One of the two largest petrified forests in the world, thePetrified Forest of Sigri on the western edge of the island, datesback 15 million years and is protected as a natural monument. Avisit to the Petrified Forest of Sigri is a fascinating outing forfamilies with children or for anybody interested in naturalphenomena. The Petrified Forest was the result of a volcaniceruption around 21 to 15 million years ago which buried the floraand trees of the region - including oaks and sequoias - beneathlayers of ash. Visitors can view 'the Pompeii of the plant world'which features some impressively well-preserved specimens; on someof the trees you can still see leaves and fruit preserved formillennia. Visitors can view the Petrified Forest along three mainmountain trails: Trail One is called 'Discovering the PetrifiedForest' and is a good introduction to the area; Trail Two, 'TheHistory of the Petrified Coniferous Forest', details the process bywhich the trees were preserved; and Trail Three, which is thelongest, takes people to the tallest standing trunks. In Sigrithere is an interesting museum dedicated to the forest whichdisplays some stunning examples of petrified wood and explains theprocess well.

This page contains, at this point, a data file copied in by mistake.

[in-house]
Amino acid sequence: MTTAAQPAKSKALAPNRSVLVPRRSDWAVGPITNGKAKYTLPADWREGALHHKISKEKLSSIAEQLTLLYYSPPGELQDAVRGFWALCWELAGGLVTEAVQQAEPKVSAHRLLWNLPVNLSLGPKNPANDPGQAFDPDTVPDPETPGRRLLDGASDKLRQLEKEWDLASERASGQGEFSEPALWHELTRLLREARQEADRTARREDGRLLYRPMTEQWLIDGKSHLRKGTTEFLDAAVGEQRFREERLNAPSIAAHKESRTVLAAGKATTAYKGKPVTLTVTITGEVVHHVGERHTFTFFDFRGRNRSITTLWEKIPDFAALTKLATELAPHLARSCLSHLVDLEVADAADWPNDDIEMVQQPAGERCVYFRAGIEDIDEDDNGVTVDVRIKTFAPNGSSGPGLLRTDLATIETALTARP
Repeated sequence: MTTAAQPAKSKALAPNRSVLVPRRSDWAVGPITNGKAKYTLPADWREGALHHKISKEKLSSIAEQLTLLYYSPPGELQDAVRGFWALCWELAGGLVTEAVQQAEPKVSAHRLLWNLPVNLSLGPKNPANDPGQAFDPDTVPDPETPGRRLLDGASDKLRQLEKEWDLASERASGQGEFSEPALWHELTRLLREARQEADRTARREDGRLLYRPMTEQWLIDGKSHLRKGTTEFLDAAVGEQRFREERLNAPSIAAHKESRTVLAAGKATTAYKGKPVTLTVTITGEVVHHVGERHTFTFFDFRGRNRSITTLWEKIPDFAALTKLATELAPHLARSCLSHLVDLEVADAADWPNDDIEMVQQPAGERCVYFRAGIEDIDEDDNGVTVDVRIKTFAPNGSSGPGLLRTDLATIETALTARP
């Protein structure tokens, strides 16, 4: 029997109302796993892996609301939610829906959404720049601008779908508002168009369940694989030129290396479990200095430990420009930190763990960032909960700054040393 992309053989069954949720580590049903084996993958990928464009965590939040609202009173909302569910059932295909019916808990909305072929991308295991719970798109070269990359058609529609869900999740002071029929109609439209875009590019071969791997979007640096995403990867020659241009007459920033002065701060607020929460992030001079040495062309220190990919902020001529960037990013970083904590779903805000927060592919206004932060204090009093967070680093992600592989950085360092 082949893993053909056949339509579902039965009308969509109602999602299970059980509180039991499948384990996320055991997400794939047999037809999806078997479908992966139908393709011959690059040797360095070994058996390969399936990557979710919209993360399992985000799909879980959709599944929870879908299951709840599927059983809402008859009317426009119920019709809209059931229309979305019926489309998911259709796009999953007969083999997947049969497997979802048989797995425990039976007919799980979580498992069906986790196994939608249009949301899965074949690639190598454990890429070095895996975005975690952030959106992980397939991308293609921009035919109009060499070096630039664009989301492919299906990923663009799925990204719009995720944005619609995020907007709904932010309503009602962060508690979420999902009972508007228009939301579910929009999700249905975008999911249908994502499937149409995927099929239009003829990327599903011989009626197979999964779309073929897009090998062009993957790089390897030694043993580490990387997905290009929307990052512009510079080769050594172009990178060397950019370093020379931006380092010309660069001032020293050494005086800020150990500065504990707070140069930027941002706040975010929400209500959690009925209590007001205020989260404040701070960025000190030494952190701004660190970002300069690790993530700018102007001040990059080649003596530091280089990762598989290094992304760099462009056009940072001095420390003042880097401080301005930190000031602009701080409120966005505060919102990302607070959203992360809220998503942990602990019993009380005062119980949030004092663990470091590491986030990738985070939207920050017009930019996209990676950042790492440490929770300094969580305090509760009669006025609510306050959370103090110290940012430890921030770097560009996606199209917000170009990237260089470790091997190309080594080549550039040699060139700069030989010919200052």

Donkey trekking is a great activity for the whole family.Travellers can enjoy day-excursions through verdant green valleys,past olive groves and along mountain paths. Sunset-treks are alsowonderful, with tasty, beach barbeques waiting to reward riders atthe finish.
Along with being a terrific way to appreciate the island'sscenery, donkey treks allow visitors to discover its traditions.Indeed, Lesvos is self-sufficient and proud, with well-preservedlocal customs. It also has a refreshing lack of tourist trappings,despite its popularity with travellers.